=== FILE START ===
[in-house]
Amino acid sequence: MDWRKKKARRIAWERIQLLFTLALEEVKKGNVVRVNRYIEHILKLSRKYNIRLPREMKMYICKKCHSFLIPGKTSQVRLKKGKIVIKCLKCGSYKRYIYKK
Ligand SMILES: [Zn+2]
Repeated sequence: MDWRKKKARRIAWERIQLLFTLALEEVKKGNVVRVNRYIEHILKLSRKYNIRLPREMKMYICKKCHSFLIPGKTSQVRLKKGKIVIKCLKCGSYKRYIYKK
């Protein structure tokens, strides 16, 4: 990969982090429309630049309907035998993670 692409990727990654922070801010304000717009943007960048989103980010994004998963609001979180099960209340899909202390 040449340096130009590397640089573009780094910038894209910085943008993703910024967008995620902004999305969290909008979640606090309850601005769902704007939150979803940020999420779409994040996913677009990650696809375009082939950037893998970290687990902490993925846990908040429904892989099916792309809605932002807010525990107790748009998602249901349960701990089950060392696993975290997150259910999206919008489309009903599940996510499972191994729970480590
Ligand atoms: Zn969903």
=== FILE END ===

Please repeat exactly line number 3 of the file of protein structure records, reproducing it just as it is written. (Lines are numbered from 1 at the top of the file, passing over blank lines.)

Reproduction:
Ligand SMILES: [Zn+2]